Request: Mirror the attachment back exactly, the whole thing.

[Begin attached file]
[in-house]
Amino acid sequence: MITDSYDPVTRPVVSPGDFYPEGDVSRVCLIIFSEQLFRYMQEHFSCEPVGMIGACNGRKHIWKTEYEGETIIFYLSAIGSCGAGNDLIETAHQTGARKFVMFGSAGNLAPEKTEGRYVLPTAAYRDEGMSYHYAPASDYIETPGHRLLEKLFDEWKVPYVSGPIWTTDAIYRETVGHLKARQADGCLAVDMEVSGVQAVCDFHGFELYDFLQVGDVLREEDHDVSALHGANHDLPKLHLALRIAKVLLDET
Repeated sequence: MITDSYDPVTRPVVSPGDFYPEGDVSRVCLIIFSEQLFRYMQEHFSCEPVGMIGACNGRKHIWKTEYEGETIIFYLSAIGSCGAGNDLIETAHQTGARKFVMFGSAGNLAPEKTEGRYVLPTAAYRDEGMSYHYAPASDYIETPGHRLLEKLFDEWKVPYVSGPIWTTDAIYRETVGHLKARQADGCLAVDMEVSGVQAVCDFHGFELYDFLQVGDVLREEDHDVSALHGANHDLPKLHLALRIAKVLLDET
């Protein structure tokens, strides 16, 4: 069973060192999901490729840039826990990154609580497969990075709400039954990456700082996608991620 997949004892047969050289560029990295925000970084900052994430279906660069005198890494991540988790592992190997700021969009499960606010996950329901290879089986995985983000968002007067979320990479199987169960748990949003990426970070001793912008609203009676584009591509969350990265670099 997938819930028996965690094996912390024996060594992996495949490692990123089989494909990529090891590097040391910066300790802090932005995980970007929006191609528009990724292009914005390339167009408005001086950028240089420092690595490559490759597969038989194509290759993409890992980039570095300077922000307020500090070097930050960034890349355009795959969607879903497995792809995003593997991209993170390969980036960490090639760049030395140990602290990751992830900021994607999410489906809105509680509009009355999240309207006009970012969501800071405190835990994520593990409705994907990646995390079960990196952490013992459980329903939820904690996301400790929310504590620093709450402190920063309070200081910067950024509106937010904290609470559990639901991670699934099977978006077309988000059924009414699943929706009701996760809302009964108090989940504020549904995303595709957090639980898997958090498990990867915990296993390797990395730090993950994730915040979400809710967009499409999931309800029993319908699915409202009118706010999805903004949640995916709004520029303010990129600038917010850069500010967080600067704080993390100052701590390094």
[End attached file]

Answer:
[in-house]
Amino acid sequence: MITDSYDPVTRPVVSPGDFYPEGDVSRVCLIIFSEQLFRYMQEHFSCEPVGMIGACNGRKHIWKTEYEGETIIFYLSAIGSCGAGNDLIETAHQTGARKFVMFGSAGNLAPEKTEGRYVLPTAAYRDEGMSYHYAPASDYIETPGHRLLEKLFDEWKVPYVSGPIWTTDAIYRETVGHLKARQADGCLAVDMEVSGVQAVCDFHGFELYDFLQVGDVLREEDHDVSALHGANHDLPKLHLALRIAKVLLDET
Repeated sequence: MITDSYDPVTRPVVSPGDFYPEGDVSRVCLIIFSEQLFRYMQEHFSCEPVGMIGACNGRKHIWKTEYEGETIIFYLSAIGSCGAGNDLIETAHQTGARKFVMFGSAGNLAPEKTEGRYVLPTAAYRDEGMSYHYAPASDYIETPGHRLLEKLFDEWKVPYVSGPIWTTDAIYRETVGHLKARQADGCLAVDMEVSGVQAVCDFHGFELYDFLQVGDVLREEDHDVSALHGANHDLPKLHLALRIAKVLLDET
């Protein structure tokens, strides 16, 4: 069973060192999901490729840039826990990154609580497969990075709400039954990456700082996608991620 997949004892047969050289560029990295925000970084900052994430279906660069005198890494991540988790592992190997700021969009499960606010996950329901290879089986995985983000968002007067979320990479199987169960748990949003990426970070001793912008609203009676584009591509969350990265670099 997938819930028996965690094996912390024996060594992996495949490692990123089989494909990529090891590097040391910066300790802090932005995980970007929006191609528009990724292009914005390339167009408005001086950028240089420092690595490559490759597969038989194509290759993409890992980039570095300077922000307020500090070097930050960034890349355009795959969607879903497995792809995003593997991209993170390969980036960490090639760049030395140990602290990751992830900021994607999410489906809105509680509009009355999240309207006009970012969501800071405190835990994520593990409705994907990646995390079960990196952490013992459980329903939820904690996301400790929310504590620093709450402190920063309070200081910067950024509106937010904290609470559990639901991670699934099977978006077309988000059924009414699943929706009701996760809302009964108090989940504020549904995303595709957090639980898997958090498990990867915990296993390797990395730090993950994730915040979400809710967009499409999931309800029993319908699915409202009118706010999805903004949640995916709004520029303010990129600038917010850069500010967080600067704080993390100052701590390094």